-has spread wide around its sheltering limbs, seen crying for a sugar-plum, or quarreling with and has seemed to grow only more hardy the his little sister for a two-penny toy. more it has been pelted by the storms, we find it And who are they that are infesting society difficult to persuade ourselves that the essence, with their daring crimes-scattering about them the elements of all this body and strength, were “firebrands, arrows and death ;" boldly setting once concealed in an acorn. Yet such are the at defiance the laws of man and of God? Are facts of the vegetable world. Nor are they hall they not the same beings that a few years ago so curious and wonderful as the facts which are were children, who, could they have conceived disclosed in the history of the human mind and of such deeds of darkness as they now perpetrate heart.

without compunction, would have shrunk from Here is a man, now master of twenty langua. them instinctively with horror? ges, who can converse in their own tongues with

These surely are prodigious changes, greater persons of as many different nations, whose far than any exhibited in the vegetable world. only utterance thirty years ago, was very much And are they not changes of infinitely greater like, and not any more articulate than the bleat. moment? The growth of a mighty tree from a ing of a lamb. Or, it may be, that he, who small seed may be matter for wonder-for admi. could then send forth only a wailing cry, is now ration; but the development of a being, capable overwhelming the crowded forum, or swaying of such tremendous agencies for good or for evil, the Congress of the nation by his eloquence, should be with us all a matter of the deepest con. fraught with surpassing wisdom.

cern. Strange-passing strange, that it is not There is another, who can conceive the struc. find hundreds ready to adopt the best plans for

so! Go through the community and you shall ture, and direct the building of the mighty ship the culture of vegetables, or fruit trees, where that shall bear an embattled host around the world ; or the man, who can devise the plan of you will find one who is watching with due care

over the growth of his immortal child. a magnificent temple, and guide the construction of every part, until it shall present to the eye of the beholder a perfect whole, glowing with the

MASSACHUSETTS. unspeakable beauty of symmetrical form. And here is a third, who has comprehended the struc. ture of the solar system. He has ascertained the the Normal School at West Newton, (formerly

On the 12th of August last, the former pupils of sizes of the planets, and at what precise mo. of Lexington) met together by appointment to ments they shall severally complete their cir; celebrate as a festival the close of the sixth year cuits. He has even weighed the sun, -measured since the establishment of the school. It was the distances of some of the fixed stars,-and foretold the very hour, when the dread comet," very pleasant to see this assemblage of happy after an absence of centuries, "shall to the fore. faces, to hear their affectionate

greetings for each head of our evening sky return.” These men

other,and for their beloved and respected teacher. are the same beings, who, thirty years ago, were

These young ladies came from every part of puling infants, scarcely equal in their intelligence live fields of labor. A brighter and more intelli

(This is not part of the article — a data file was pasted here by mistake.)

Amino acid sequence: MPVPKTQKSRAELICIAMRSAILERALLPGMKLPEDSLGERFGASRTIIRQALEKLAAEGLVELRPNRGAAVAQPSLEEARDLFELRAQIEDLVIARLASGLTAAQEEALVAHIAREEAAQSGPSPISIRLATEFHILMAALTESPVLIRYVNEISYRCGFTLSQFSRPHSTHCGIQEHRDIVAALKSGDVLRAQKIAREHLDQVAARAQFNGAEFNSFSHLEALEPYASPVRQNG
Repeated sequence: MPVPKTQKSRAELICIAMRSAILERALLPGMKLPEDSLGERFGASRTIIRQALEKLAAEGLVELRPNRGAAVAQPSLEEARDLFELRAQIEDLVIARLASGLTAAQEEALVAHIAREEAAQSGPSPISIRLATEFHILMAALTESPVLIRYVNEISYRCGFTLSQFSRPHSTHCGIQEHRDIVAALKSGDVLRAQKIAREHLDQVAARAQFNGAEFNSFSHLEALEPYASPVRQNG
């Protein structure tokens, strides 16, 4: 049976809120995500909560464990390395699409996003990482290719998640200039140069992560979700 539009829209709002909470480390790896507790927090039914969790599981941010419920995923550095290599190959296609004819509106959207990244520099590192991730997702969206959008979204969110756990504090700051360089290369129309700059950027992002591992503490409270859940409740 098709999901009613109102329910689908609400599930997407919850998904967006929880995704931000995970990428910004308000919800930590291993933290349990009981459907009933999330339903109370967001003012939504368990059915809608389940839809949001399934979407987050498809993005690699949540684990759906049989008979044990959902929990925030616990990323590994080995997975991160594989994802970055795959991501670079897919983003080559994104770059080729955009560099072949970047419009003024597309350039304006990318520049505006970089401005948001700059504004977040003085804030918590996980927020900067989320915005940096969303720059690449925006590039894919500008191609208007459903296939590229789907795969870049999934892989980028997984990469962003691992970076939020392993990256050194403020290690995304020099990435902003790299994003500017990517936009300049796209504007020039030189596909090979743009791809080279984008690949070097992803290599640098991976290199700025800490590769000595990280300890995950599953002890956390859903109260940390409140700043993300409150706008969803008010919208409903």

.

the State, not a few directly from their respec. to kittens of a week old. There, too, is a man who sways the destiny ly be seen. The teacher, Mr Pierce, must have

gent looking company of young women can rare. of nations. His empire embraces half the earth, and throughout his wide domains his willis law: enjoyed himself not a little in looking again upon At his command, hundreds of thousands rush to waked up that expression which so strikingly

so many countenances, in which he doubtless first arms, the pliant subjects of his insatiable ambi. characterized them all. And not only had he tion, ready to pour out their blood like water at waked up the slumbering intellectual powers of his bidding. He arranges them as he pleases, many of the pupils, but he had also breathed into to execute his purpose. He directs their move. I them the breath of a moral life, which, sad to say, ments, as if they were the creatures of his hand. is not always inspired by the schools of youth. He plunges them into battle, and wades to conquest over their dead and mangled bodies. That rior teaching, which induce pupils to be satisfied

Many are the temptations, resulting from infe. man, the despotic power of whose mind over. awes the world, was once a feeble babe, who them to gloss over their deficiencies. But Mr.

with superficial acquirements, and which lead had neither the disposition nor the strength to Pierce has another standard of school morals harm a fly.

One must sit in his school-room for days together On the other hand, there is one who now evin- and listen to his code of morals, as brought out ces unconquerable energy, and the spirit of wil. by special occasions during the common routine ling self-sacrifice in works of benevolence. No of lessons, before the process can actually be toil seems to overbear his strength. No discour- seen, by which he makes the most bashful come agement impairs his resolution. No dangers forward to confess the depths of her ignorance, disarm his fortitude. He will penetrate into the and the most vain crucisy her own love of appromost loathsome haunts of poverty or vice, that balion, by asking humble, elementary questions. he may relieve the wretched, and reclaim the Such are the noblest fruits of this excellent abandoned. He will traverse continents, and ex. teacher's instructions for no intellectual advance. pose himself to the capricious cruelty of barba- ment t'at can be made, is equal in value to the rous mon, that he may bear to them the glad conscientious use of every faculty. He would tidings of salvation. Or, he will calmly face the end into every school a moral power that shall scorn and rage of the civilized world, in opposi. exorcise all the subterfuges of corrupted child. tion to the wrong, however sanctioned by cus hood — corrupted alas! how often in the very tom or hallowed by time; or march firmly to the school-room itself, where vanity and base emula. stake, in maintenance of the true and the right. tion are so frequently made the motive powers! This man, a few years ago, might have been No one can be well acquainted with many of